The climate of early Mars is a subject of debate. While it has been thought that Mars had a warm and wet climate, like Earth, other researchers suggested early Mars might have been largely glaciated.
A recent study by Ramses Ramirez from the Earth-Life Science Institute (Tokyo Institute of Technology, Japan) and Robert Craddock from the National Air and Space Museum’s Center for Earth and Planetary Studies (Smithsonian Institution, USA) suggests that the early Martian surface may not have been dominated by ice, but instead it may have been modestly warm and prone to rain, with only small patches of ice. (…)
However, this idea has challenges. First, the amount of solar energy entering the atmosphere at the time was considered to be too low to support a warm and wet climate. Secondly, recent climate studies have argued that Mars’ ancient fluvial features can be accounted for with an icy climate, where widespread surfaces of ice promoted cooling by reflecting solar radiation. Occasional warming events would have triggered large amounts of ice-melt, and fluvial activity as a result. (…)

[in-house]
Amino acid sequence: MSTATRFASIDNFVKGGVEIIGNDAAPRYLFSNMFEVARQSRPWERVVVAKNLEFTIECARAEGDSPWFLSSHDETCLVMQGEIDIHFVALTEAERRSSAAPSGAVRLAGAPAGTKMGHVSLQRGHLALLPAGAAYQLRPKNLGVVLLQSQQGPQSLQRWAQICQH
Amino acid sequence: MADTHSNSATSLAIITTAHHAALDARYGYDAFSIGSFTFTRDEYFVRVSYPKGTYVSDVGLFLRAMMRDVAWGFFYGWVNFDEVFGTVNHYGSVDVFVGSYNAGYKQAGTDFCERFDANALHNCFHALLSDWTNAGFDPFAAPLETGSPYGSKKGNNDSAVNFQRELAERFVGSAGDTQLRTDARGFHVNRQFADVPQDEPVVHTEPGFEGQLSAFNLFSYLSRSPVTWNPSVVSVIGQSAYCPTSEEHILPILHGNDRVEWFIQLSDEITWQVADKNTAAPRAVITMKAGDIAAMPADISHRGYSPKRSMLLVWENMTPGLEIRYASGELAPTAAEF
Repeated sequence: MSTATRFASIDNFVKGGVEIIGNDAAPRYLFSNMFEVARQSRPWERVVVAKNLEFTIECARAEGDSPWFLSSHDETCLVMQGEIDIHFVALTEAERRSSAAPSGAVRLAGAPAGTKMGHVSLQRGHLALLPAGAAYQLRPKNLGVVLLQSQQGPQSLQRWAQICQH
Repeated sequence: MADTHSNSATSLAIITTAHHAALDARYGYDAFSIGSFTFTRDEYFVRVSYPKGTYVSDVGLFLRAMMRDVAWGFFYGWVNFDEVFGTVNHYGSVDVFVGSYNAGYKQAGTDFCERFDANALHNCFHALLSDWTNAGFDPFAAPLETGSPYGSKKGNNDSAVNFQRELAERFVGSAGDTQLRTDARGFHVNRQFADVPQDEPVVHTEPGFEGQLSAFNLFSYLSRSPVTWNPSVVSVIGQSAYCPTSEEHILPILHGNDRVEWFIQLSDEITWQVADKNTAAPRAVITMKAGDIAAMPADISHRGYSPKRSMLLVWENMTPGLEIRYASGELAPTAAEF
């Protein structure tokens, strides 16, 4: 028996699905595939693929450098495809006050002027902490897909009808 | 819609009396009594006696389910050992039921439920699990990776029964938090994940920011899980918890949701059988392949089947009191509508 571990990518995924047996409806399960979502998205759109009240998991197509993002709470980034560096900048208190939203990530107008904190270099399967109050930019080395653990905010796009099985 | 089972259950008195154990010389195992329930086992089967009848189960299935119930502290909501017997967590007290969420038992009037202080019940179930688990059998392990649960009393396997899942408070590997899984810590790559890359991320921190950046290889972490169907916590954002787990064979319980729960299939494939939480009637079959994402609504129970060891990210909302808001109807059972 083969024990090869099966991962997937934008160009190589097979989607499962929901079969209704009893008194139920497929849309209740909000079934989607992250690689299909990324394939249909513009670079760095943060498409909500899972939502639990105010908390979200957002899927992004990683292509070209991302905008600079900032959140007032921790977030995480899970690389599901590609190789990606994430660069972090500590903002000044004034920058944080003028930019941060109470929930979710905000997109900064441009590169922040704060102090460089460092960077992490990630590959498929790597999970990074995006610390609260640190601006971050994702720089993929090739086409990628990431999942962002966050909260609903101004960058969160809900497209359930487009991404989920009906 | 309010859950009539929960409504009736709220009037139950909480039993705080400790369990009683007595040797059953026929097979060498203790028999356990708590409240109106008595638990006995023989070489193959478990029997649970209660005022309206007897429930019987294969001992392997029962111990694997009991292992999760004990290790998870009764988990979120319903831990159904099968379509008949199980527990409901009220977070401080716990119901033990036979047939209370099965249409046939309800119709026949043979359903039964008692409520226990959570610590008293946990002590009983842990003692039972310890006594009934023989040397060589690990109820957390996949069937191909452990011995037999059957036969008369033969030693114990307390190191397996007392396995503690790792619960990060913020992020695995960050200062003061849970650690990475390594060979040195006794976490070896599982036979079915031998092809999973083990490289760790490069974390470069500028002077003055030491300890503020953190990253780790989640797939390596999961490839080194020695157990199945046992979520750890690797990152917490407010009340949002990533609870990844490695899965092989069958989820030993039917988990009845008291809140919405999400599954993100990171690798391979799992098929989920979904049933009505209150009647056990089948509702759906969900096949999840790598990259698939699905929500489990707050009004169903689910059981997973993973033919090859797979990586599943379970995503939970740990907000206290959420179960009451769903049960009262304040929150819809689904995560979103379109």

Recently, the authors’ study, published in Nature Geoscience, argues that volcanic activity on a relatively unglaciated planet could explain Mars’ fluvial features. Volcanic eruptions releasing CO2, H2, and CH4 may have contributed to the greenhouse effect, which in turn may have promoted warming, precipitation (including rain), and the flow of water that carved out the valleys and fluvial features… [More at links]